Captains Outrageous (or, For Doom the Bell Tolls), by Roy V. Young

captainsI don’t know about the rest of you, but I’m mad!  Really mad!  I want to wring that blasted wizard’s neck!  I’m so mad that if I had to fight watervards for the opportunity to catch that charlatan, I’d go cheerfully, with one hand tied behind my back, all the while singing “The Ballad of Count Yor” in falsetto fortissimo, including the three-part harmony for eunuch choirs!
-Captain Yor, unwisely tempting the Three Weird Sisters of Destiny


Once upon a time, as strange as it may seem, TSR published novels that had nothing to do with Dungeons and Dragons.

One of the better ones was Captains Outrageous.  This was an only semi-serious novel set in the land of Leiblein; this book has a fairly serious threat to that world sitting on the top of the world; due to an agreement between some of the old gods, there is a great bell located there:  and if it rung three times true by the chosen mallet…well, game over.  For everything.  For the most part, the world ignored the legend.  But a wizard, urged on by a dragon’s promises and feeling humiliated by the Royal Court of Bretilya, has decided to find the mallet, and ring the bell.

Enter the three captains:  Dword Ecklundson of Norlandia, an icy, barbaric land.  Trebor Blackburn, a massive loremaster whose knowledge is equaled only by his fighting skill.  And “Count” Yor, a man with knowledge of sorcery, and yet filled with reluctance to use it due to an oath taken long ago.  The three set out to catch the wizard Bosamp before he can fulfill his dread goal.  On the way they take with them the young Prince Rodney (the youngest son, naturally, with attitude to match), accompanied by Sir Dudley.  They fight enchantments, Kundi assassins, snowsnakes-and oh yes, Bosamp.

Sounds like a high adventure novel, doesn’t it?  Well, don’t get that impression.  While the plot may sound suitably dramatic, this is not to be confused with a serious book!  The puns fly fast and furious, the wizard isn’t exactly Gandalf, and the three captains are constantly trading jokes with each other.  Even the situations they find themselves in tend to be humorous (a favorite scene involves the creature Furbelow, the guardian of Bosamp’s former residence:  “Poltroons!  You have sealed your doom!  At this very moment, I am entering your names onto the list of the Eternally Afflicted!  Lucky for you, I have the most exacting penmanship, so should you choose to turn and run away even now, despite the aspersions cast on mighty Bosamp, you might just barely escape deaths of unimaginable, drawn-out agony!  Flee now or pay later!”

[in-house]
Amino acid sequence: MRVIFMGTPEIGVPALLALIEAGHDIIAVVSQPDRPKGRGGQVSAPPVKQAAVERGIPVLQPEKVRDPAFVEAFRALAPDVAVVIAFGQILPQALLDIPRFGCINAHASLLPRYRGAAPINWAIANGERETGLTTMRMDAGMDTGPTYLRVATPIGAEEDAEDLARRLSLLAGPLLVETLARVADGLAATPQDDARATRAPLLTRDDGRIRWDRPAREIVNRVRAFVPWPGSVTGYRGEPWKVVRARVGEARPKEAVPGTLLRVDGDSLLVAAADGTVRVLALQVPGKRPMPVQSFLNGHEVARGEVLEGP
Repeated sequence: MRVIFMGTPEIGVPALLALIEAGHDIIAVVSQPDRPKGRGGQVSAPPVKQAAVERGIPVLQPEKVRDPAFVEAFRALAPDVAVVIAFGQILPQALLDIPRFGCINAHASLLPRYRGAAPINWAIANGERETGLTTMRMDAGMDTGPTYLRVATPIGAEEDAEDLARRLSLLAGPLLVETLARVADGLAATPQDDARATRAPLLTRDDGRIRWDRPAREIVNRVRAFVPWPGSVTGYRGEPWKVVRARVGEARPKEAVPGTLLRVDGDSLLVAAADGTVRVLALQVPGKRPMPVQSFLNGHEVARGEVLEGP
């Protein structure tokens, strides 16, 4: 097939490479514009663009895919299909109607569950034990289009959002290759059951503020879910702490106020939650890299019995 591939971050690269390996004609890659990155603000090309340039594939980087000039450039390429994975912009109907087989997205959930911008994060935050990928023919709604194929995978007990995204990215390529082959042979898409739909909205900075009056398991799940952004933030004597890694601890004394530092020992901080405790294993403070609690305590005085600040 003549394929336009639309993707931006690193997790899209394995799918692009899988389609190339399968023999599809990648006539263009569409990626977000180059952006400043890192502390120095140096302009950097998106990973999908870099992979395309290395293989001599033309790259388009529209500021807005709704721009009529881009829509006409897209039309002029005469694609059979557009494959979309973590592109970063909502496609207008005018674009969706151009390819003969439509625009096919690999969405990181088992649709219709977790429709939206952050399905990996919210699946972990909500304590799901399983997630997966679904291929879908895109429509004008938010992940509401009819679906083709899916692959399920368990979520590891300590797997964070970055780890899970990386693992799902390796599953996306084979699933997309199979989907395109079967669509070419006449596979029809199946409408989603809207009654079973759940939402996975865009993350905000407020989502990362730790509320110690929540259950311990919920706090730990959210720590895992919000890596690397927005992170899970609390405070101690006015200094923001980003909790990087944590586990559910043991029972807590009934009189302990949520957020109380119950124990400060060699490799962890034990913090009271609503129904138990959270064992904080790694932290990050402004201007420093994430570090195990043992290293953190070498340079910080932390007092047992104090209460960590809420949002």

Young does an excellent job on keeping the attention of the reader in this book.  Humor interspersed with drama make this a great read.  Yor gets the most back story in this book, and it is heavily implied that he’s going to be at the center of rather interesting events in the future.  Young follows this book up with Yor’s Revenge, which continues the story of the three captains.  That book also implied that at least one other would be forthcoming, but unfortunately, no new book was released.  This also means that most bookstores no longer stock this book.

But should you happen across Captains Outrageous and Yor’s Revenge in some used bookstore or a library somewhere, it’ll be worth your time to read them if you like adventure with a funny bone.  I’d rank it right up there with Robert Asprin’s Myth books (which I’m bound to review in the near future).

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